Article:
“It’s good to give your fans different things, different approaches to music. I know you don’t eat fufu and light soup (a popular Ghanaian delicacy) morning, afternoon and night, and then tomorrow morning, afternoon, and night. So, I like to give my fans different meals; different sounds, but the foundation of my music is R&B.”
By itself, Praiz’s tenor is a cloying instrument that seduces emotion. An a capella rendering is, to my mind, his strongest claim to the identity of R&B performer. Complemented by rhythm, though, the singer believes that it enhances its charm. “The African sound changes the emotion—even adds to it…When you make music and you have a certain groove, it adds soul to it, taking you to a different zone. Music has different zones.”
Particularly in these parts, rhythm and dance have provided a cultural vehicle for processing emotion, even in times of mourning. Praiz’s hypothesis is that this is an innate mechanism to deal with the endless challenges Africans face. “The thing is, we go through a lot, and most times, we don’t want to be reminded of our struggles,” he notes. “So, despite what we go through, we always find to have a good time; we just want to enjoy ourselves and feel good regardless of the fact that we feel bad.”
Now to the subject of his penmanship: love.
For him to compose a love tune, Praiz insists that they must be carved from an environment he’s familiar with and must have a personal resonance with him, even if it’s someone else’s story. “I love to write real songs,” he says, “songs that you can relate to, wholly.” For reference, he points me to something from his last EP, 2 Minutes, on a record titled “I Don’t Want to Love You.” That number explores the dynamic of being momentarily smitten by someone, but also knowing that it’s not durable enough for a long-term partnership. “You don’t wanna let go, but you have to let go.” People typically shy away from such topics—but not him. Why? He knows that deep down, everybody deals with dilemmas like this.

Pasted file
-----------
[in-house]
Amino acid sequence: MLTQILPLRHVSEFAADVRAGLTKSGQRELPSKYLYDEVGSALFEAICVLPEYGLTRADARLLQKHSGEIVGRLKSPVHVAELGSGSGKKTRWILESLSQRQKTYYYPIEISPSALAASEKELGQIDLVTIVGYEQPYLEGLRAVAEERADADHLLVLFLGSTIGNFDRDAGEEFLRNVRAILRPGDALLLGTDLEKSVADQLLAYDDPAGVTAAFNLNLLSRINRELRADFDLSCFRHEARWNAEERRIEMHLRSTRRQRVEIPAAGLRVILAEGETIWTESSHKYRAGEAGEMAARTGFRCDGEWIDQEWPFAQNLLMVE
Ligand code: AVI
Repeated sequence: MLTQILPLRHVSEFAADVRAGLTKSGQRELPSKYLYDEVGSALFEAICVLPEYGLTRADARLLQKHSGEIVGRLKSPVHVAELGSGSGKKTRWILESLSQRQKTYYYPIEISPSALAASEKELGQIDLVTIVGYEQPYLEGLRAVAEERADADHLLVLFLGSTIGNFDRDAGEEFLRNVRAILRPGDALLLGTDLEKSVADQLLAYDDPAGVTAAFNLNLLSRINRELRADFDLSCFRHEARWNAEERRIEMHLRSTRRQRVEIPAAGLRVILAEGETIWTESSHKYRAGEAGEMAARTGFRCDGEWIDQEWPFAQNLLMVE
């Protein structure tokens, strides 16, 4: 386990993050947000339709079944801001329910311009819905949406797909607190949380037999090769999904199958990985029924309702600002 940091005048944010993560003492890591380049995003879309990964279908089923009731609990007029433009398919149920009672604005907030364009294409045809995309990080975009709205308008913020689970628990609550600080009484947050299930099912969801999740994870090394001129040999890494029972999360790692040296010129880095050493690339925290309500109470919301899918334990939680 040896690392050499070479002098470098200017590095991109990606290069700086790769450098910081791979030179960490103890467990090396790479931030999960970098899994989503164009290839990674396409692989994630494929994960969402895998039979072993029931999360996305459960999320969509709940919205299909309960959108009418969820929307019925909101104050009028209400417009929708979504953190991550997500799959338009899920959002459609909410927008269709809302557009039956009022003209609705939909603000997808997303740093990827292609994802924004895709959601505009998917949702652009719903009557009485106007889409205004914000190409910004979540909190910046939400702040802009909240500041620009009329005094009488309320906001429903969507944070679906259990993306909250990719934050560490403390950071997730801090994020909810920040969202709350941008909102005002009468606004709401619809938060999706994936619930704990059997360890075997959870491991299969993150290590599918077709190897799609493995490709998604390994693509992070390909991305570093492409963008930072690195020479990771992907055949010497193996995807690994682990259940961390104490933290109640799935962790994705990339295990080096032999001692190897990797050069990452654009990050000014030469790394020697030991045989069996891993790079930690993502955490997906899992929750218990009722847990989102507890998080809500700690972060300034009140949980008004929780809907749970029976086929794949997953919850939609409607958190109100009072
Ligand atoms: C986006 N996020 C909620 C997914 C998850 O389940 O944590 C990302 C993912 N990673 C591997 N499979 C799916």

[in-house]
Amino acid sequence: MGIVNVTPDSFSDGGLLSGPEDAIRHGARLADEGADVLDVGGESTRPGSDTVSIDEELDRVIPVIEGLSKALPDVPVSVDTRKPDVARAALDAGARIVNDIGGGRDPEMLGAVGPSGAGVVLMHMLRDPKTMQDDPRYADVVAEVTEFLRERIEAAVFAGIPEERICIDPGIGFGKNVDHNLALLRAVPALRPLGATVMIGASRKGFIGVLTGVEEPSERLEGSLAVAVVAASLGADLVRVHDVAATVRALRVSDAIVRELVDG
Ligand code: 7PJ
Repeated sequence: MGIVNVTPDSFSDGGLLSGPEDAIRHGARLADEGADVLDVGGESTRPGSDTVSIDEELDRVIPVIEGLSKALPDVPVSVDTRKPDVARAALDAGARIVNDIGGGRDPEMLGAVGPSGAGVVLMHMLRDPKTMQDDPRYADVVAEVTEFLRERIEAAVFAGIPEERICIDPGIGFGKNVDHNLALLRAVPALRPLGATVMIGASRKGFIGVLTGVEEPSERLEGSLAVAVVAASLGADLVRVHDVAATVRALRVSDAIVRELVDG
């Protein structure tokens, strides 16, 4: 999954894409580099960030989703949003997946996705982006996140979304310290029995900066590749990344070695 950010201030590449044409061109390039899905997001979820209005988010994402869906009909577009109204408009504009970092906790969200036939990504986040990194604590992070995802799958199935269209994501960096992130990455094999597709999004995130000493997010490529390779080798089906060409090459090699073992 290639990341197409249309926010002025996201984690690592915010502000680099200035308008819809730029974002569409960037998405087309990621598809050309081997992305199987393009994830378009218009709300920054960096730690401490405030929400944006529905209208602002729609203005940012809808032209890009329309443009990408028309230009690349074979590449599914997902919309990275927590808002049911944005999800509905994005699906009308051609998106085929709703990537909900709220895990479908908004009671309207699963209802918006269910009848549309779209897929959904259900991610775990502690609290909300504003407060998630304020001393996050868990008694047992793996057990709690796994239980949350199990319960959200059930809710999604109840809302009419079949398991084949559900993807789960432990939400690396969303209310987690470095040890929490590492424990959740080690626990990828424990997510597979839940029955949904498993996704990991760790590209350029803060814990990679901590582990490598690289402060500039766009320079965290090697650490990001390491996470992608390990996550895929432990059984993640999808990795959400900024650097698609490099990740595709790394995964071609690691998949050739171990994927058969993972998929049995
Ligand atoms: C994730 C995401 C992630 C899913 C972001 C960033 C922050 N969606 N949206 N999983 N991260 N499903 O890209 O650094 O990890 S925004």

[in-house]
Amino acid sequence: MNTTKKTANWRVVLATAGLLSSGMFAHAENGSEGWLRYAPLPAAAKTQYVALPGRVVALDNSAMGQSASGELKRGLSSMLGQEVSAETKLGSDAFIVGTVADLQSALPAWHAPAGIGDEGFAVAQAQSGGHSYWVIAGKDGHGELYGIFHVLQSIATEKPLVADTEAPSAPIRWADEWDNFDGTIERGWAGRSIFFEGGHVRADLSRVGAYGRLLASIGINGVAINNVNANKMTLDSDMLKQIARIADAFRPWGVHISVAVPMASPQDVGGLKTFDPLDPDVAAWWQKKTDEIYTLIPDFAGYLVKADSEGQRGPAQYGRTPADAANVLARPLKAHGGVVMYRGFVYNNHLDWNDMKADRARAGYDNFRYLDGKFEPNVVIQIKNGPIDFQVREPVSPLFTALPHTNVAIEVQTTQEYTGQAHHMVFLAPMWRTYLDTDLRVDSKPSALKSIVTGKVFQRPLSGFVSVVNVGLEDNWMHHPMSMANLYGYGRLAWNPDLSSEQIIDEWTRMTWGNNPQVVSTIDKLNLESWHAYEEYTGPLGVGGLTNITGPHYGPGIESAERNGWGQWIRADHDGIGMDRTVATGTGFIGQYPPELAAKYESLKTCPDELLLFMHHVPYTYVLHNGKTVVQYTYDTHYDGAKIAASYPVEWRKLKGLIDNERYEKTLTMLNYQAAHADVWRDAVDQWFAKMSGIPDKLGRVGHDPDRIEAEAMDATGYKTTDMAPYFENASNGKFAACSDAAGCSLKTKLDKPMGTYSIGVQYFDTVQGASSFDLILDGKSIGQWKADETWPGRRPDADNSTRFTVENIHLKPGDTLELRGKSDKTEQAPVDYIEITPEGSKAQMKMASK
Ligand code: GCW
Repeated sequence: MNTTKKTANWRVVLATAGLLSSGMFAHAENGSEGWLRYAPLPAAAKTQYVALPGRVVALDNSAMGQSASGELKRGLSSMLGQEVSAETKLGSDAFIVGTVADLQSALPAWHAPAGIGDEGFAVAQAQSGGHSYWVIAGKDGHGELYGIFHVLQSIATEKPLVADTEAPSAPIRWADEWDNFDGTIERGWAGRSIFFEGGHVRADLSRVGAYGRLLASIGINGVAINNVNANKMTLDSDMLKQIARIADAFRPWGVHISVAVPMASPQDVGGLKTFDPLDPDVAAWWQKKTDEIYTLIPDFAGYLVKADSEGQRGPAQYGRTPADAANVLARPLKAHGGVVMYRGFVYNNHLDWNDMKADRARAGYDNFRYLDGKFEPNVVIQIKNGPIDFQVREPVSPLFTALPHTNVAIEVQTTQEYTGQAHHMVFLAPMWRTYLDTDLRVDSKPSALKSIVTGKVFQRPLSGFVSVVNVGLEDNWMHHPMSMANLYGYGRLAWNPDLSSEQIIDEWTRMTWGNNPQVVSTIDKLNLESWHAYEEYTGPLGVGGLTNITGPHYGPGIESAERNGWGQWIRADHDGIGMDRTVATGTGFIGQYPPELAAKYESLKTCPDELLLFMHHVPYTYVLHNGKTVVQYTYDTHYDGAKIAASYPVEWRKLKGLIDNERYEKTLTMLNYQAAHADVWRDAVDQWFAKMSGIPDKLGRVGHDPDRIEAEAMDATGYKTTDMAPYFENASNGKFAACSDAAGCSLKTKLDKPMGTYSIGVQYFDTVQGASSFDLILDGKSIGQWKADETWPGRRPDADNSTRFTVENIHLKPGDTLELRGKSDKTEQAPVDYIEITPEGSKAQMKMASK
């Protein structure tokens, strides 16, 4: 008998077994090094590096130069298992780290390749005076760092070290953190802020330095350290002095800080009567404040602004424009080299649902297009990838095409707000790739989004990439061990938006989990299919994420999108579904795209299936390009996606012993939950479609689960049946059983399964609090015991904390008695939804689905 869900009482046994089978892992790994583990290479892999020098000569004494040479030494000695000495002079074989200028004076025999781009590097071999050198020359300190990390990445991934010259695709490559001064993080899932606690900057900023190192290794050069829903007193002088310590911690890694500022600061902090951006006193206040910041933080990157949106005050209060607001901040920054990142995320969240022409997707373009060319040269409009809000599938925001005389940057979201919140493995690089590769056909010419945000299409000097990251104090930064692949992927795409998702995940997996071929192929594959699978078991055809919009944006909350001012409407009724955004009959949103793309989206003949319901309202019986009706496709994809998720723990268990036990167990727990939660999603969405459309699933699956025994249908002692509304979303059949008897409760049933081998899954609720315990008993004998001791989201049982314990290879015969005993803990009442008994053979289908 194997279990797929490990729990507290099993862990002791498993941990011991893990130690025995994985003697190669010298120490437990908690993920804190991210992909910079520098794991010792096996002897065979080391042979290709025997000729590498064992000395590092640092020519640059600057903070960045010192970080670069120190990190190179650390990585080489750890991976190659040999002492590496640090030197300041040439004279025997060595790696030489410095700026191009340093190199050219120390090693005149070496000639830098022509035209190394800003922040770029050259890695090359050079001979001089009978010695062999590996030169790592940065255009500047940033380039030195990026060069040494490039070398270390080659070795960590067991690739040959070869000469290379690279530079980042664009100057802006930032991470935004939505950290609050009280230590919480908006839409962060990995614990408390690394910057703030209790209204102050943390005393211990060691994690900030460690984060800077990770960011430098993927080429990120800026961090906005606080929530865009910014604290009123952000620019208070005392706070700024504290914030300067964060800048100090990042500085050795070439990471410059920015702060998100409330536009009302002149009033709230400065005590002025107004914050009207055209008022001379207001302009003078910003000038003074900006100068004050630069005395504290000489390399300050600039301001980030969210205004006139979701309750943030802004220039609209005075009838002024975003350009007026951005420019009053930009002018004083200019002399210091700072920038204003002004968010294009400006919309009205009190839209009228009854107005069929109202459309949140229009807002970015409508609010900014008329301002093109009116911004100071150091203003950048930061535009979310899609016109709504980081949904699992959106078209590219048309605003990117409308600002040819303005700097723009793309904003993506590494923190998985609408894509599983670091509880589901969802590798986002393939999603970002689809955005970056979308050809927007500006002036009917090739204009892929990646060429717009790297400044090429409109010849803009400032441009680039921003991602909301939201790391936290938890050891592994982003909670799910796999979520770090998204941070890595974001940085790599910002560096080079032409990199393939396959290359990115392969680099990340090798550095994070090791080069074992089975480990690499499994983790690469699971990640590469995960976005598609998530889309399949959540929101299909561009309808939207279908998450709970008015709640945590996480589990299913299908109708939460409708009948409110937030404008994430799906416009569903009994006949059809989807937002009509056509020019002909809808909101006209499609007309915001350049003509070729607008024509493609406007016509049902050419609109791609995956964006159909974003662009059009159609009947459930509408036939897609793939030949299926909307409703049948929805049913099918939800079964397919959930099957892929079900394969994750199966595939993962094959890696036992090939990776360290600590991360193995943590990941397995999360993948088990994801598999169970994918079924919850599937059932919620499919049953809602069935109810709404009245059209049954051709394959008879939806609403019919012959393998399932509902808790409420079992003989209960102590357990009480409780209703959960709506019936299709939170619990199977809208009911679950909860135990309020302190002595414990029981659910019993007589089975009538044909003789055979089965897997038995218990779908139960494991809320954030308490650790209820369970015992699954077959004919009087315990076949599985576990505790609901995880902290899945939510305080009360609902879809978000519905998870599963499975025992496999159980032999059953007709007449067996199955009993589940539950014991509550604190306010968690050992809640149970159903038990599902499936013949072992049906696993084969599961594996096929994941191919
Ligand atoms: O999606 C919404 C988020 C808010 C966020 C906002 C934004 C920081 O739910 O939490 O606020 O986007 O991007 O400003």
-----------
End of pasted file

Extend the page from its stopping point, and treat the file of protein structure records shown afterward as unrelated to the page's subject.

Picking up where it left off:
The place of honesty too, cannot be overemphasized. An honest love song, he argues, touches places that that even the beat cannot easily access. Sure, he’s heard music and remarked “aah I love this beat. This beat is banging.” But the primacy of honesty must not be compromised, the reason being that love itself is “true and honest.”
He indicates the above as the reason women tend to make up the majority of the constituency that is his fandom. “As men, I think we lie to ourselves too much. A woman wouldn’t. [If] she likes it, she likes it. She likes to connect with her emotions” It’s not the same for men, Praiz observes, largely due to pride. “We have an ego; we would rather just hide.” He further asserts that a man would typically take to a love on the condition that a woman loves it. He doubles down on his thought, commencing with the following rhetorical question: “You can eventually love the song, but why do you need someone to love the song first before you do?
“We actually just lie ourselves, but with women, when they like something they like it.”
Although a trustworthy conveyer of love songs, Praiz concedes to having yet perfected the Ghanaian love story. He’s still understudying the phenomenon, mainly from his “Ghanaian brothers.” On the Ghanaian sound, however, he’s confident about his competences, having secured key collaborations from the likes of Sarkodie and Stonebwoy. Praiz observes a unique artistic simplicity about Ghanaian pop, a simplicity that still manages to inspire complicated emotions in the listener.
That he sings love songs does not immunize Praiz from relationship woes. “Everyone expects you who sings the love songs to have a perfect love story,” he laments. And when he informs people that he’s single, he always gets the following reaction: “How can you be single? You are the one who sings the love songs!”
To this, he responds: “sometimes, the carpenter doesn’t have the best chairs in his house.”
Everyone assumes that the crooner of love songs is a lover boy. Praiz dismisses this notion as inaccurate. I call up a statement fellow singer, Brymo had made in an interview I once read, that love could be scarce to a musician, but not sex, he chuckles a meaningful chuckle before he broaches that topic. He agrees, but it’s not restricted to the province of musicians, he opines. In this age, once one is good-looking enough, sex is accessible. Not love. “Nothing good comes easy.” Granted, being a musician means he would find himself in the company of girls. That doesn’t mean, however, that his discipline falls buy the wayside. “I mean it’s alright to protect your heart,” he stresses. His vocation and good looks may make him an easy target, but he holds a guard up.